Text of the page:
Struppa inaugurated as president with praise and Prosecco

Newly inaugurated President Daniele Struppa, with David James, Jim Doti and Gordon Babst at the Investiture Ceremony Sept. 30. Photo by Allie Camp

Newly inaugurated President Daniele Struppa, with David James, Jim Doti and Gordon Babst at the Investiture Ceremony Sept. 30. Photo by Allie Camp

After 25 years as president, Jim Doti passed the proverbial torch down to former chancellor Daniele Struppa in the Musco Center Sept. 30, with discussions about academics, Italian culture and religion, followed by a Prosecco toast.

Struppa was inaugurated as Chapman’s 13th president in a sold-out ceremony, with 1,044 people in attendance.

Scattered crowds also observed the ceremony via live-stream in Memorial Hall, the Folino Theater, Beckman Hall room 404 and online.

“(Struppa) is the right person at the right time to lead Chapman through the next chapter of our history,” said Joann Leatherby, vice chair of the board of trustees. “When an institution like Chapman looks to replace an incredible leader like President (Jim) Doti, it’s not an easy task, but the board of trustees were incredibly fortunate because the leader was here, present on our campus.”

The ceremony emphasized Struppa’s Italian background through the reading of a passage from “The Divine Comedy” in Italian, a speech from the Deputy Consul General of Italy in Los Angeles, Massimiliano Gori, a Prosecco toast and a variety of references to the Italian language and culture.

“Professor Struppa is a perfect role model of how one can merge Italian and American education,” Gori said.

Additionally, Struppa received a personally dedicated framed blessing from Pope Francis delivered by Bishop Kevin Vann, and was welcomed as president by professor Andrew Briggs from the University of Oxford. Buck Smith, Chapman’s 10th president who held the position from 1977 to 1988, was also present at the ceremony.

Newly inaugurated President Daniele Struppa at the Investiture Ceremony Sept. 30. Photo by Allie Camp

Struppa holds the university mace right after he was inaugurated Sept. 30. Photo by Allie Camp

In their speeches, a variety of attendees told stories about Struppa and expressed excitement for his work as president, recounting times where he had shown kindness and consideration to faculty members.

“A few years ago, a staff member in the facilities department was working hard to complete his degree here at Chapman and needed a math class that was only offered during the employee’s work hours,” said Becky Campos, vice president of human resources.“Dr. Struppa carved out time from his busy schedule to offer math instruction to this staff member to help him complete his degree requirements.”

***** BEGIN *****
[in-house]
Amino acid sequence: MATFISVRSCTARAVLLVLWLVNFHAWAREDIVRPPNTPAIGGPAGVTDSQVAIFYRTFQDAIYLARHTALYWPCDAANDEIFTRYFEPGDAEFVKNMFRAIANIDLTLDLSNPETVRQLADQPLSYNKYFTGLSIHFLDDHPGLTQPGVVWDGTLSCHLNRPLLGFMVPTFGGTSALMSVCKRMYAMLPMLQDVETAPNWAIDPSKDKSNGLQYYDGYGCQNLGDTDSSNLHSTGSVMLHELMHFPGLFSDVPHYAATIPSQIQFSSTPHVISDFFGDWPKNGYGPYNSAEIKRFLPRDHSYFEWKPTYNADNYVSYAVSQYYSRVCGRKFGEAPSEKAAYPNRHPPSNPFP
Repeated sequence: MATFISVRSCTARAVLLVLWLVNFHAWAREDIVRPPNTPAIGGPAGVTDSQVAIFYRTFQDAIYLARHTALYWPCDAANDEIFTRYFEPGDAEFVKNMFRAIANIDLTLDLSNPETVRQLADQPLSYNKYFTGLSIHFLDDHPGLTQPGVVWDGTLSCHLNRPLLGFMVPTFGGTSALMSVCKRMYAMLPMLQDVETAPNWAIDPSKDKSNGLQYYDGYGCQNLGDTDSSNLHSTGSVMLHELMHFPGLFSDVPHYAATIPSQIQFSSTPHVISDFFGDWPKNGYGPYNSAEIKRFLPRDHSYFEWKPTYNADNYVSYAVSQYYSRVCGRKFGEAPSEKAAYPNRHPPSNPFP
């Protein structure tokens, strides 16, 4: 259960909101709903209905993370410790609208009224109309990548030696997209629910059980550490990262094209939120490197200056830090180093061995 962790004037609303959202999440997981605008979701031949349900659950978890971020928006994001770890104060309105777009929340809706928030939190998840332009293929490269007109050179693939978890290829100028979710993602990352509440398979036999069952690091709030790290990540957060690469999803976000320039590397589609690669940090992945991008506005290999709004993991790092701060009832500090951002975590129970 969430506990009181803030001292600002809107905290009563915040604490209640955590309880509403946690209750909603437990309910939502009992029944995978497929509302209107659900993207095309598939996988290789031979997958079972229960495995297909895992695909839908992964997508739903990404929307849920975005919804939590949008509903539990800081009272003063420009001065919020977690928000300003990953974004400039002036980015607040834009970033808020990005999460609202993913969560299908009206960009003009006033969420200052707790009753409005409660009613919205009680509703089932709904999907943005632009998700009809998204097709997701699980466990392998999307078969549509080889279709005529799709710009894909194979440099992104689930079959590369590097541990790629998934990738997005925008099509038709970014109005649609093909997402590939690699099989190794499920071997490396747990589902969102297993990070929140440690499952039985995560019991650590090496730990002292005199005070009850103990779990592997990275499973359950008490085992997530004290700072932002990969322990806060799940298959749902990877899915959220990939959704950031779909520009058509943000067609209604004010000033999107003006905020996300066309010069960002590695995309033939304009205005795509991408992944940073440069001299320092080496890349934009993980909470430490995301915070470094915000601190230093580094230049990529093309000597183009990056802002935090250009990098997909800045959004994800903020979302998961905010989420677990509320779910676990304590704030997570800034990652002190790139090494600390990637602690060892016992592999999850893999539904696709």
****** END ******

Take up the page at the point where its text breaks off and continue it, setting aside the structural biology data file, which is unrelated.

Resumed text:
Student government President Annabell Liao represented the student body during the investiture ceremony.

“An undying quest for knowledge, a passion for education so deeply rooted within oneself that it is reflected in all that they pursue. “That is what makes a great president. You, Dr. Struppa are that and much more,” Liao said. “You take the time to have open conversations and truly listen to student input. With your mountain climbing expeditions, you challenge those around you to wander outside of our comfort zones and familiarize ourselves with something new.”

The event also showed a video that detailed Chapman’s history, from being Hesperian College in 1861 to showing the accomplishments of the 12 presidents that preceded Struppa.

After the video, Leatherby, Doti, Chair of the Board of Trustees David James and Faculty Senate President Gordon Babst presented Struppa with the presidential medal and university mace, which is made of wood from a building at Hesperian College.

At that point, Struppa was officially invested with the presidential duties.

In his address to the audience, Struppa showed both a sense of humor and an intense focus on academia through an explanation of his own personal academic journey.

“When I arrived to this country, I couldn’t speak any English. Even now, if you pay close attention, you may notice light accent,” Struppa said, his strong Italian accent evident as he addressed a laughing crowd. “I’m glad to see you were paying attention.”

The ceremony concluded with a Prosecco toast at the Aitken Arts Plaza outside of the Musco Center for the Arts.

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